Stroke in children costs at least $42 million annually in the U.S., researchers reported in this month's edition of Stroke.
In a cost analysis of U.S. pediatric stroke, investigators reviewed data from U.S. children age 0 to 20, who used hospital inpatient services. They examined the Kid's Inpatient Database (KID 2003), which has 2,224 strokes recorded.
"This is just the upfront cost -- the initial stroke care of these children -- not the long-term care cost," said lead author Warren Lo, MD, associate professor of pediatrics and neurology at the Ohio State University and pediatric neurologist at Nationwide Children's Hospital, also located in Columbus, Ohio.
The authors noted that many other expenses will arise for those caring for a child recovering from a stroke, including transportation and lodging near a hospital with the capability to treat pediatric stroke; rehabilitation, if necessary; and missed time from work for caregivers.
"It's expensive for a kid to have a stroke," Lo said. "We must find more effective treatment -- earlier, better treatment -- that can reduce cost for kids staying in hospitals."
The investigators found that:
- Acute treatment results in an average hospital stay of 8.3 days, costing almost $21,000;
- Strokes characterized by subarachnoid hemorrhage resulted in an 11.2-day hospital stay and cost an average of more than $31,000;
- The hospital stay for intracerebral hemorrhage averaged 9.6 days and costs an average of more than $24,000;
- Ischemic stroke averaged a 6.6 day stay and $15,000 in costs.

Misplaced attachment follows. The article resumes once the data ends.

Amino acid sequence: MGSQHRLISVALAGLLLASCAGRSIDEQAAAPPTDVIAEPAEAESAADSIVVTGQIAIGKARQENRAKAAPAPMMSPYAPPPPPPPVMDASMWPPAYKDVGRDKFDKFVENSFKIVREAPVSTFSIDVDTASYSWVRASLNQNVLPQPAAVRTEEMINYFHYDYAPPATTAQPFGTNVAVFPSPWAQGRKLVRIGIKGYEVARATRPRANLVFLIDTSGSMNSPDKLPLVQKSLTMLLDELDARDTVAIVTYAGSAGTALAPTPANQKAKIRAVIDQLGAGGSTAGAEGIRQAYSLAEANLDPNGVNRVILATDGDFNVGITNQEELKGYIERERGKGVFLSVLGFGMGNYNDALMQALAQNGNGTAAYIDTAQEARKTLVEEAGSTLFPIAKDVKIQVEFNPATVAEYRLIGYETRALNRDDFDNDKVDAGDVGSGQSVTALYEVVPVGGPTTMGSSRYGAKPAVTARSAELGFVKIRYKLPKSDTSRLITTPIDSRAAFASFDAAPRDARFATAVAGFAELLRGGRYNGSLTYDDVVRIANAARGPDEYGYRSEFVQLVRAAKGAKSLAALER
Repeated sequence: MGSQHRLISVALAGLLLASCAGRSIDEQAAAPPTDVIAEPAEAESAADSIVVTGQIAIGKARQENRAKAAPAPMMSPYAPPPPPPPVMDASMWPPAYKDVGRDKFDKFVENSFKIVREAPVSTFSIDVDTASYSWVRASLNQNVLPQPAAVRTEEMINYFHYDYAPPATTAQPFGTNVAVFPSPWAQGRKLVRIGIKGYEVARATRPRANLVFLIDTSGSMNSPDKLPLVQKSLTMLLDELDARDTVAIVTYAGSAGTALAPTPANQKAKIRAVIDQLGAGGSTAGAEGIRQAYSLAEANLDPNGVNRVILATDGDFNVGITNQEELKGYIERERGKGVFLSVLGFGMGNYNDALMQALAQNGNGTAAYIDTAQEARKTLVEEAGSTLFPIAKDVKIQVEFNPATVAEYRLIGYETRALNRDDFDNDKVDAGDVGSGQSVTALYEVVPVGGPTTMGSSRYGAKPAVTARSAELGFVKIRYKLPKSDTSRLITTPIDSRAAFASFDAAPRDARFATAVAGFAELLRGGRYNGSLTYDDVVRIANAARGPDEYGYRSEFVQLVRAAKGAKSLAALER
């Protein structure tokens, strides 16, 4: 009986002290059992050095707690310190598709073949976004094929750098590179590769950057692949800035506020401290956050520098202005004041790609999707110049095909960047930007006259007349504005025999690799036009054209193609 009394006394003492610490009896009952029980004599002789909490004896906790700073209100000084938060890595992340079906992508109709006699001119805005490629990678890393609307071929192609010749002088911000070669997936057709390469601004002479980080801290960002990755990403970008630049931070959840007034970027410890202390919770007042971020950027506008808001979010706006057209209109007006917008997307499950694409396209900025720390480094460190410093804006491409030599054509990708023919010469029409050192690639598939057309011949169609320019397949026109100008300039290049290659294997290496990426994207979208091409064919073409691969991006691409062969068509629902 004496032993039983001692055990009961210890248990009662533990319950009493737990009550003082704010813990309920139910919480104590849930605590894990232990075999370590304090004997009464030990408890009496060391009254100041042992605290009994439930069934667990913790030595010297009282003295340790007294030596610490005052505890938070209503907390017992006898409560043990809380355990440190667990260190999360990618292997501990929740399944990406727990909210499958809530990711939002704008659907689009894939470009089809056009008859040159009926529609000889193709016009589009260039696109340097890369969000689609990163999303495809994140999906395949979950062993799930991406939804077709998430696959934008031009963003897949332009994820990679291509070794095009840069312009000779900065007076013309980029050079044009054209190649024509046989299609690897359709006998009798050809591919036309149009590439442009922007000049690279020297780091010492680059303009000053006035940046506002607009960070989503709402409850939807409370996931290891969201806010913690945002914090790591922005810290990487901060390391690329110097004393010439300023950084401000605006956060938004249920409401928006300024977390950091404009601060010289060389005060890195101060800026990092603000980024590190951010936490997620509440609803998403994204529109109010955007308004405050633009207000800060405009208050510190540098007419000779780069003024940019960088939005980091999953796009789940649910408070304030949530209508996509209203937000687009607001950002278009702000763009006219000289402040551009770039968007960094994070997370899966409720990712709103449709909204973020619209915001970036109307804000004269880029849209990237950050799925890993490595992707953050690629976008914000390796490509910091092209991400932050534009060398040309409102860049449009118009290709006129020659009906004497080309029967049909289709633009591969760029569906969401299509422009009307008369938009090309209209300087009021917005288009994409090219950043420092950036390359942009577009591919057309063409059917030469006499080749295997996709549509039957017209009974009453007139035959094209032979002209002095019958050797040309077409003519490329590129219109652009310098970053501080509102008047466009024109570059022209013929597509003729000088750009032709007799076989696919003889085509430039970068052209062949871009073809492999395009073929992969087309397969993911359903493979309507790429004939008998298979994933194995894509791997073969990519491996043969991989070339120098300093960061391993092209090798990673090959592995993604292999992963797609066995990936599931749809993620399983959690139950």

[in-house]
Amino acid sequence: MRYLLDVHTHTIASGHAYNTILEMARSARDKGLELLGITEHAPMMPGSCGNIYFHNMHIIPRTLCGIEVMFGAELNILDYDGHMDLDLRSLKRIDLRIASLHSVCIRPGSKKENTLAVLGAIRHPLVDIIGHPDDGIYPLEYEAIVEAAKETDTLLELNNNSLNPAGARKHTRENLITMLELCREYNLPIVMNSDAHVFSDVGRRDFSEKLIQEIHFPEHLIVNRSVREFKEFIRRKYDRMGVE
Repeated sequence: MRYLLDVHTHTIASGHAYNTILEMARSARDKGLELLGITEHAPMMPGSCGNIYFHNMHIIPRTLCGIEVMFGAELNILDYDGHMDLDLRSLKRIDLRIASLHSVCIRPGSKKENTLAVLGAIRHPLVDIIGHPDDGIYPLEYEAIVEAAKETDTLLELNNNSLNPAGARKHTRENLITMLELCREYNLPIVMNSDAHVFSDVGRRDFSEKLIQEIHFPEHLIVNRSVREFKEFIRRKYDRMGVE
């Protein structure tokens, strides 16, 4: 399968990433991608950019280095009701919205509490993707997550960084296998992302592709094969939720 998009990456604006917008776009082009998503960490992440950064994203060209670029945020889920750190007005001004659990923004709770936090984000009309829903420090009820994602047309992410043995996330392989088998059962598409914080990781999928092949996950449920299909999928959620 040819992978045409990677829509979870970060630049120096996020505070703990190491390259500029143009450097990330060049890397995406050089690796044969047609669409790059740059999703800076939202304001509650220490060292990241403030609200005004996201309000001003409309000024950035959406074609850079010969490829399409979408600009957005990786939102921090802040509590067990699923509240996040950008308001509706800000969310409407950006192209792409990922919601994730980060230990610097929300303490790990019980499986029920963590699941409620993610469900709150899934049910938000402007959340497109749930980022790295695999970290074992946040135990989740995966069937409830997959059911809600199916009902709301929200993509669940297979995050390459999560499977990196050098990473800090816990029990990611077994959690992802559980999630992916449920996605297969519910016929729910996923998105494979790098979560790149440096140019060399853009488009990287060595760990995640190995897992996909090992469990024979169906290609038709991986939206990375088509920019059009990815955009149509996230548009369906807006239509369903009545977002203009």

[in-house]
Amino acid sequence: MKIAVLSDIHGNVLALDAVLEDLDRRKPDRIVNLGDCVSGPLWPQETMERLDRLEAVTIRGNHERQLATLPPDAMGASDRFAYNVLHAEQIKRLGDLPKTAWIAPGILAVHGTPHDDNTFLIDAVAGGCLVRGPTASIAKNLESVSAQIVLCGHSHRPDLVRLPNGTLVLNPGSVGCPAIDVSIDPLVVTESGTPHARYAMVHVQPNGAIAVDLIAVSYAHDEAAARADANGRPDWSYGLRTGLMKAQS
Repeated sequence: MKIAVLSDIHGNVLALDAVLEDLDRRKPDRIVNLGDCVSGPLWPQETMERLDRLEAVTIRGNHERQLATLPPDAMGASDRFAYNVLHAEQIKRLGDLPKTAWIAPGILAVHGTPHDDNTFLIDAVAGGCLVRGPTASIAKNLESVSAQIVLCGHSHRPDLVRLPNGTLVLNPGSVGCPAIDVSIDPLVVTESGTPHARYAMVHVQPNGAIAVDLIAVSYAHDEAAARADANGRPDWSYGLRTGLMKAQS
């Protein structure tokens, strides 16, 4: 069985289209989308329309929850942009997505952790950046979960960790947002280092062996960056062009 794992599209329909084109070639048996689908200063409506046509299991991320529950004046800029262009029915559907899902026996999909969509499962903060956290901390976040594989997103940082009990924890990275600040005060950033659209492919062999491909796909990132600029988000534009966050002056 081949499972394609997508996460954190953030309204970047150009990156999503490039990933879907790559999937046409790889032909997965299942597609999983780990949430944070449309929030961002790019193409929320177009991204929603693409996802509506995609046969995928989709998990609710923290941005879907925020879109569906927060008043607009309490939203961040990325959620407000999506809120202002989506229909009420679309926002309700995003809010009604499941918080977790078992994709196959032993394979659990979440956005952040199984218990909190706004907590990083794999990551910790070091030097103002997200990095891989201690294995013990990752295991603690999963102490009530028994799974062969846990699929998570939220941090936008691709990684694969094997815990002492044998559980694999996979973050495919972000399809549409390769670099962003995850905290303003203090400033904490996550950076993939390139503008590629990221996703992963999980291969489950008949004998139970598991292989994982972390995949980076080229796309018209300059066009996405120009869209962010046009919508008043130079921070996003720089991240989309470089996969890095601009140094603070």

Of the total, 22 percent were subarachnoid hemorrhage, 23 percent were intracerebral hemorrhage and 55 percent were ischemic stroke. In adults, roughly 13 percent of all U.S. strokes are the bleeding type, according to the American Heart Association (AHA)/American Stroke Association (ASA). However, in this study, the bleeding type accounted for 45 percent in children.
Furthermore, they reported that boys had more hemorrhages, while girls had more ischemic strokes. The strokes occurred most often in children ages 15 to 20 years old -- but the reasons for this were not clear.
The researchers also found that costs were higher at government/public hospitals and urban teaching hospitals. Costs were highest in the western U.S. and lowest in the South.
Of the cases, private insurance covered 55 percent of the children, Medicaid or Medicare government insurance programs covered 35 percent and self-pay or other coverage accounted for the remaining 10 percent. The study also found that for families with the higher incomes, childhood stroke costs were greater.
Researchers calculated actual pay in 2003 dollars for hospital services after discounts were applied and didn't include doctor fees that may have been billed separately. The authors said it was difficult to directly compare their results to studies of adults; however, the magnitude of the costs are similar.
The study was internally funded by the Research Institute at Nationwide Children's Hospital.